Now that you’ve got a list of companies you’re interested in, the next step is to research them and find people who work there. Tap your own network and ask people if they know anyone at your target companies they can introduce you to. Getting a warm introduction to someone is much better than doing cold outreach, so lean heavily on your network in this stage. Remember, you are in information-gathering mode, so you’re hoping to speak with people who can share their experience with the company and provide insight into where they might be hiring.

If you’re coming up empty, go back to LinkedIn and search on the company using the People filter. Find people who work in the department you’re interested in joining or in Talent Acquisition and send them a connection request with a very brief personalized note noting your interest in the company and asking if they’d be willing to spend 15 minutes speaking with you about their experience. Then follow this guide to conducting informational interviews to get the most out of your meeting.

This step is tricky, because to be completely honest, you are not going to get a lot of people who are willing to chat with a total stranger. Don’t take silence or rejection personally, just keep plowing ahead. These conversations and connections can be so valuable for a job-seeker that it’s worth making the ask even if only a very small percentage of your requests receive favorable responses. 

OK, Now Apply!

You’ve gotten clear on your direction(s) for your job search, put together a company list and talked to people in your field. You’ve probably learned a lot and made some good connections, and now it’s time to apply to jobs.

Set up job alerts in LinkedIn and Indeed and make sure your profile is built out completely on both of these sites. Let’s make it as easy as possible for recruiters to find you! Be sure you’ve set up alerts for multiple variations of the job title you’re interested in to increase your chances of getting sent the right jobs. 

Write a cover letter that speaks to your interest in the job and is personal. Nobody likes getting a form letter, so use your research to make sure your cover letter is targeted for the job at hand. Customize your resume also – it should mirror the language of the job description you are applying to in order to increase your chances of being noticed. 

Get That Referral

If you’ve got a contact at the company you are applying to, reach out to them before you apply to let them know you’re applying. If the company has a referral system, your contact might be able to give you a special link to use when applying to the job. If you’ve already applied, however, a referral link is unlikely to be valid. Lots of companies pay their employees a bonus for referring candidates who get hired, so if you’re asking for a referral you might be doing both of you a favor!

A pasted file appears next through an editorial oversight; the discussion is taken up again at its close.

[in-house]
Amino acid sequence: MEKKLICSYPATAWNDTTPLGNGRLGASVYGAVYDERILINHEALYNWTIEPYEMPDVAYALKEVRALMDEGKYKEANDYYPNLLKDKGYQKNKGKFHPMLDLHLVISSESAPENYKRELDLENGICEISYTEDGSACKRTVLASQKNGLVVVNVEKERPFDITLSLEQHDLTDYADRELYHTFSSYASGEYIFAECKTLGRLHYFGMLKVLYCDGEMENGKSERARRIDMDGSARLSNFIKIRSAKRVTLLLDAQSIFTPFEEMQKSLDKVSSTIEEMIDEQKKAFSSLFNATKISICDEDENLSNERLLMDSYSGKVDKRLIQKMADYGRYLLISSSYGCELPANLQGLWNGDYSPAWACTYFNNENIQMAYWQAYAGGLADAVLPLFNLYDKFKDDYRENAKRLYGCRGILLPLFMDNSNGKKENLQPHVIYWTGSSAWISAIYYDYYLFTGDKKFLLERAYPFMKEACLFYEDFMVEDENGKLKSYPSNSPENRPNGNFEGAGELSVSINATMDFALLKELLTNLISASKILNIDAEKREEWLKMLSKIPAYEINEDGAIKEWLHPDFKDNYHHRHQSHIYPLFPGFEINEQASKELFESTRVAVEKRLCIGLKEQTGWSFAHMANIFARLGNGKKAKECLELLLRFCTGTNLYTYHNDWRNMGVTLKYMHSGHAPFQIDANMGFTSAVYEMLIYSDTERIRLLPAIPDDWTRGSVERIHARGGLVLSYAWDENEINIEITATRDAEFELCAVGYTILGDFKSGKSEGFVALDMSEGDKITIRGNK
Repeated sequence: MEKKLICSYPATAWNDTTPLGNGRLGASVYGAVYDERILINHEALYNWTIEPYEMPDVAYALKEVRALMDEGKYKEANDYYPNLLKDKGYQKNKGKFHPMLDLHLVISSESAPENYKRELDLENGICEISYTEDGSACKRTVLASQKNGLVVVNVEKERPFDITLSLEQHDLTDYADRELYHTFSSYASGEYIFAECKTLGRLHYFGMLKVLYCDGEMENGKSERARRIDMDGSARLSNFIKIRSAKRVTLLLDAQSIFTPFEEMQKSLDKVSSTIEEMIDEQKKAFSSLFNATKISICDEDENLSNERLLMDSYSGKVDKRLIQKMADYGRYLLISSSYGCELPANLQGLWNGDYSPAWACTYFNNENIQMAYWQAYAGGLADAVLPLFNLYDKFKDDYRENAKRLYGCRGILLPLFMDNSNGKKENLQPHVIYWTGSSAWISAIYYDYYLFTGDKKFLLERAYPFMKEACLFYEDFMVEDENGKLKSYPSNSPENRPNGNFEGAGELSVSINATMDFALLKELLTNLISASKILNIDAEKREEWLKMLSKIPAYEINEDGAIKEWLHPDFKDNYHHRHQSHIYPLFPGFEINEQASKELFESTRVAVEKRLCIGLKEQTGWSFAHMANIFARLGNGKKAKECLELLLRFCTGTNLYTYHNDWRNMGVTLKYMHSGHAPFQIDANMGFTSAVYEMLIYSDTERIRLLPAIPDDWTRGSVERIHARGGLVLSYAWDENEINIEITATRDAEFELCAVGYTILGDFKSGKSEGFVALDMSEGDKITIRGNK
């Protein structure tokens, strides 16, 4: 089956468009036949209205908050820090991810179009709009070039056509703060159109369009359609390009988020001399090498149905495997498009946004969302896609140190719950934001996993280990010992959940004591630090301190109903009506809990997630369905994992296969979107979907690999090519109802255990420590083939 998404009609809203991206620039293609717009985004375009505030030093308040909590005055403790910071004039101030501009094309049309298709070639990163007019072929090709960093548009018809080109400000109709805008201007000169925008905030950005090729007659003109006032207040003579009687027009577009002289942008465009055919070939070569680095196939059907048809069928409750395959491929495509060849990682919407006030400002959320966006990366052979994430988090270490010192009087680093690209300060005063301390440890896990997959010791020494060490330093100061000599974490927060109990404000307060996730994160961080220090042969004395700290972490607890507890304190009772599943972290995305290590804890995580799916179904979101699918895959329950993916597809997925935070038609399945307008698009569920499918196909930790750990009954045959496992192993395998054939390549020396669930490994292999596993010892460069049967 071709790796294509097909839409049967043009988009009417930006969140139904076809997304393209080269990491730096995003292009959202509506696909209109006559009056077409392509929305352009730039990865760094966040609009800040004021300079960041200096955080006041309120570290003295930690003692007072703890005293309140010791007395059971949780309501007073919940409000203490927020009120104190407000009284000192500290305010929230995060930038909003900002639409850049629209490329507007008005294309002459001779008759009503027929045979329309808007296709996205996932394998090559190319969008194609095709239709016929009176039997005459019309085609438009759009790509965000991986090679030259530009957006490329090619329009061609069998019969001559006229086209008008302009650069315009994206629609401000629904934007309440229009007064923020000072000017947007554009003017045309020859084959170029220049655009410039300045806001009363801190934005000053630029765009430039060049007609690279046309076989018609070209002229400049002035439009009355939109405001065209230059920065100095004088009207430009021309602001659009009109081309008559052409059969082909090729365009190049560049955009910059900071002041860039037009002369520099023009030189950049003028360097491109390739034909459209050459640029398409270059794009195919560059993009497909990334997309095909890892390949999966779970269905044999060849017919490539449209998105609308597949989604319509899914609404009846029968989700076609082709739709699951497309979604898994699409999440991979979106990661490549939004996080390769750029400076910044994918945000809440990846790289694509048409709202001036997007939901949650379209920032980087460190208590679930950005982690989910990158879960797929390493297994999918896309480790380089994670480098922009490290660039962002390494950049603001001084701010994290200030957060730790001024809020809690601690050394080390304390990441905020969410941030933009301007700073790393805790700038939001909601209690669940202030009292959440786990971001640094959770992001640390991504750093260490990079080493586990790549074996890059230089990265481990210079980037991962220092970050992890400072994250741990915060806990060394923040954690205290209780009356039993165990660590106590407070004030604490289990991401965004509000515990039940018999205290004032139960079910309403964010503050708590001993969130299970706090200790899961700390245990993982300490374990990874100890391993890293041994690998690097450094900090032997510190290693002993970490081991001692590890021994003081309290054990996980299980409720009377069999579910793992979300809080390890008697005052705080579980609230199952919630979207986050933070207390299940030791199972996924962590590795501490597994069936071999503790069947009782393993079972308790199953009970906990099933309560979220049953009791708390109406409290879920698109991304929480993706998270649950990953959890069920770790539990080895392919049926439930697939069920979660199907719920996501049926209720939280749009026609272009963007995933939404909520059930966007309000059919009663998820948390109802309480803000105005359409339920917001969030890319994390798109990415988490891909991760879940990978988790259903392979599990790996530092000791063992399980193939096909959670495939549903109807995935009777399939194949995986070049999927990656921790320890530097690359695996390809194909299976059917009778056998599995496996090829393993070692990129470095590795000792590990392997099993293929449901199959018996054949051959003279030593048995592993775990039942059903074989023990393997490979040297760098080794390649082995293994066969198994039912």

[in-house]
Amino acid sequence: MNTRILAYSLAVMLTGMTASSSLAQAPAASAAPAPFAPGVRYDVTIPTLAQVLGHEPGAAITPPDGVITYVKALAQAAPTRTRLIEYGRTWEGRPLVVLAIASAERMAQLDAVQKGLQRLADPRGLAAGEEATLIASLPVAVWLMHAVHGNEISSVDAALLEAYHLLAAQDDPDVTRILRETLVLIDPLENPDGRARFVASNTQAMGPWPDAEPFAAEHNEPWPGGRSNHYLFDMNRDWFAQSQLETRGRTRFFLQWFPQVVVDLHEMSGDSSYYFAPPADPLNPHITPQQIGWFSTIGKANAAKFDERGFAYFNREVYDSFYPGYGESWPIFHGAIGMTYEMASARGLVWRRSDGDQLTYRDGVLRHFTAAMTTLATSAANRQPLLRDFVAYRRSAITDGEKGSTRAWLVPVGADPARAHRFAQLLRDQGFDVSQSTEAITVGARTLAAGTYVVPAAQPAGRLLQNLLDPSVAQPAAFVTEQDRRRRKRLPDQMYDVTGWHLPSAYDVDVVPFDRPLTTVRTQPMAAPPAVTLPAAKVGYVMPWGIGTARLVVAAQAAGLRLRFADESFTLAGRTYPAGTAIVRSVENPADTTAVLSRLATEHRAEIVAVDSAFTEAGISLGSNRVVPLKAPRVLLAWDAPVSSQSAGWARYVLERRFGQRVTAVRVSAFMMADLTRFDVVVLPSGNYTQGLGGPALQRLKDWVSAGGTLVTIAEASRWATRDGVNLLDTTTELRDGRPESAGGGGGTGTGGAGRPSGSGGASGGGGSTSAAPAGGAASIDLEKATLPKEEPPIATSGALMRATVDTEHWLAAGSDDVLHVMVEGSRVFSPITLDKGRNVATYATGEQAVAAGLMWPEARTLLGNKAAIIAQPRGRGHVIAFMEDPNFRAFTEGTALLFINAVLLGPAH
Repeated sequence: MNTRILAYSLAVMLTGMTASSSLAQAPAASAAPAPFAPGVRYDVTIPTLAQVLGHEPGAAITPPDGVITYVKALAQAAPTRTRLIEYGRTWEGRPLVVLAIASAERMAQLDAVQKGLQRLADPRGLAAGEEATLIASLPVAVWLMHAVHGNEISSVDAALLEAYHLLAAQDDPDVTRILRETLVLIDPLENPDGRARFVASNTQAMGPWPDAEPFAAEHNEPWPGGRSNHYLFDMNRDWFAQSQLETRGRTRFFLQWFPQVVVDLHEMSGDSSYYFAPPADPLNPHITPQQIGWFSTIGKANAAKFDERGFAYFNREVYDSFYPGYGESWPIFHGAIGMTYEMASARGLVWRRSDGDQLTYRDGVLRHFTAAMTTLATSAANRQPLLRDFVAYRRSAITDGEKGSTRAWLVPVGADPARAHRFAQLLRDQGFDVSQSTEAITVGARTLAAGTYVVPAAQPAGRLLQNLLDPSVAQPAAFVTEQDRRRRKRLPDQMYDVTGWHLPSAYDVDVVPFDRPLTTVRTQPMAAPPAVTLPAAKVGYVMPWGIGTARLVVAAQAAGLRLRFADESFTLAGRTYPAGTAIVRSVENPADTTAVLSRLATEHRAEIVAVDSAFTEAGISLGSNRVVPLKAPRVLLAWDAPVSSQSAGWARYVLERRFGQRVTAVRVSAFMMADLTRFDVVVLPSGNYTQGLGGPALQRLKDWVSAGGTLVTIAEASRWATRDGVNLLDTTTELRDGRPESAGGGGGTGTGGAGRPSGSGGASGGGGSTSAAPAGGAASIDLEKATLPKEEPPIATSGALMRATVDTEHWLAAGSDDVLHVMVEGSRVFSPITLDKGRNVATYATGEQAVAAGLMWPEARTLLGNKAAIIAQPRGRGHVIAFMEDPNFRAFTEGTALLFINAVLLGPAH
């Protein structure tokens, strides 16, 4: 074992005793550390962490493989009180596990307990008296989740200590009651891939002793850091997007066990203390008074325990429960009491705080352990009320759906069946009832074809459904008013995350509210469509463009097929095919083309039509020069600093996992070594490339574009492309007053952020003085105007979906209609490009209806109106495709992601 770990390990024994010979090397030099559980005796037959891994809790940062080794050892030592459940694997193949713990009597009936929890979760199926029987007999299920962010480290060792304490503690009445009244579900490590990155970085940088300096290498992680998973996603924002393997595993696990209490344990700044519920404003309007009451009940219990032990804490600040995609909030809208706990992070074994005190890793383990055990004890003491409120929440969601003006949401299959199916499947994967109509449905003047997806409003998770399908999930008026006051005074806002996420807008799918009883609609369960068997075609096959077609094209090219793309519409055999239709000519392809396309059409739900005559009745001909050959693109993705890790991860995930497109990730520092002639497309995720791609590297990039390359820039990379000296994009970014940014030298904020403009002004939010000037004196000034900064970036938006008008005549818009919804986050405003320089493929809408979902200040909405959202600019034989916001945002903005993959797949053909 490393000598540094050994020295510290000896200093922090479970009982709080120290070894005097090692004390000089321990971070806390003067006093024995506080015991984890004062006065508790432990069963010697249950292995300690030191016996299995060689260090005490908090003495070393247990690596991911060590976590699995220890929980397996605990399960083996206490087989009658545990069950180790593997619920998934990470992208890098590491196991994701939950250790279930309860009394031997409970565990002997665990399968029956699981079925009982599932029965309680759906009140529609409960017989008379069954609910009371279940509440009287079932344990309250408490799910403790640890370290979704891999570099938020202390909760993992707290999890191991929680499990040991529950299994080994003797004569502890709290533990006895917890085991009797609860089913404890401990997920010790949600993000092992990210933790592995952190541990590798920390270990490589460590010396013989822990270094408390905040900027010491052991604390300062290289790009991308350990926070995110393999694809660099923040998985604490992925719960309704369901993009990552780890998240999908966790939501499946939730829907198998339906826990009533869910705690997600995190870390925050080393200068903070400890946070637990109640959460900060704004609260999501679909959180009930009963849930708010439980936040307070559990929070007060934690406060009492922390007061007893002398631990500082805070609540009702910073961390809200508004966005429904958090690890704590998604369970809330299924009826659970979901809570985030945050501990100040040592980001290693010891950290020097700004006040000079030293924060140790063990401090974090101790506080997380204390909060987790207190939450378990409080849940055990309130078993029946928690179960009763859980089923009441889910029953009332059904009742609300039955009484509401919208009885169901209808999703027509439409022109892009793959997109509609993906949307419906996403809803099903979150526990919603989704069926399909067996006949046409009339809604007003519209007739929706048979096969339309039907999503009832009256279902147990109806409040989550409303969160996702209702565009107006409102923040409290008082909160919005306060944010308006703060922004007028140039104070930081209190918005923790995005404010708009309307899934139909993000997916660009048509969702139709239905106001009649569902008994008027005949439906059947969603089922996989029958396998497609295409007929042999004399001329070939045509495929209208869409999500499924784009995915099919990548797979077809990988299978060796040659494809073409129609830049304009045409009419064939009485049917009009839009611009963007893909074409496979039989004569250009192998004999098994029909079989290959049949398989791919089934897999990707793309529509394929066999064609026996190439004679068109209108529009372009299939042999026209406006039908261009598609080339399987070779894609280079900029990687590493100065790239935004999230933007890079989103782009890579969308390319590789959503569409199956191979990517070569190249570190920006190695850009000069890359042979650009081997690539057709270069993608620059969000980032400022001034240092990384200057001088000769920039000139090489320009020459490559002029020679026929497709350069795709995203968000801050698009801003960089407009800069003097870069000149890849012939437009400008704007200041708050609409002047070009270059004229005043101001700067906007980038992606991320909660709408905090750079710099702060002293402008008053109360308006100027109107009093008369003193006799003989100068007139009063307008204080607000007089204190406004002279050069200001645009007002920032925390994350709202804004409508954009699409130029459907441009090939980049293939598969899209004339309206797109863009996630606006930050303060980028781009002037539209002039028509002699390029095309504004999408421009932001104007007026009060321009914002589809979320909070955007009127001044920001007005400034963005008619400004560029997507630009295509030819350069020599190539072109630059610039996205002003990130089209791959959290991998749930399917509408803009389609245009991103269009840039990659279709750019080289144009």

Now Find An Insider

If you applied through a referral link, you can skip this step. But let’s say you’ve applied to a job and you don’t know anyone at the company but you’d really like to get your application noticed. Head back over to LinkedIn, find someone who works there in the department you’re applying to and send them a connection request with a message that says “I am applying to the Project Manager role in your department and I’m really excited about it because (tell them why you’re going to be able to make a big impact there). I hope to have the opportunity to speak with your team about my interest in this role.” Note that you’re not asking for anything, just hoping that your expression of interest will help shine a light on your application. This is a step most job-seekers don’t take, which means it’s a real opportunity for you to stand out among the pool of candidates.

Now Do It Again

One of the most frustrating things about applying for jobs is that you simply won’t get any response to many of the applications you put out. Recruiting is a broken system in many organizations, which I think is completely avoidable given our ability to automate tasks. Still, the take-away is that you can’t just apply and then wait around, because you might be waiting forever. 

After you apply and you send your follow-ups via LinkedIn, find more people, more companies and more jobs and repeat the process. I’m not a big fan of applying to a million jobs and thinking that it’s just a numbers game, but the truth is that you have to put yourself out there many times in order to be successful with a job search. This is hard, but it’s going to be worth it when you land that job. And everything worth doing is hard. I know you’re up to the task, though. 

Nothing Is Wasted

In job search, nothing is wasted because everything that happens is an opportunity to learn. Not hearing anything back from your applications? Revisit your resume, your cover letters, the types of jobs you’re applying to and give them a critical look to see what you need to adjust. Having lots of interviews but no offers? Get some coaching on your interview skills and prepare your answers to commonly asked interview questions. Winging it during interviews is not a set up for success. Ask yourself what you can learn from every step in the job search process, and be flexible enough to pivot when the market is telling you that you need to make adjustments.

Own Your Break

As a non-traditional job-seeker, your difference is your strength. Don’t be afraid to own your career break and talk about what you learned during that time out of the paid workforce that will make you a better employee. Proactively position your career break as a positive thing and control the conversation around it – if you don’t respect your career break, potential employers won’t either.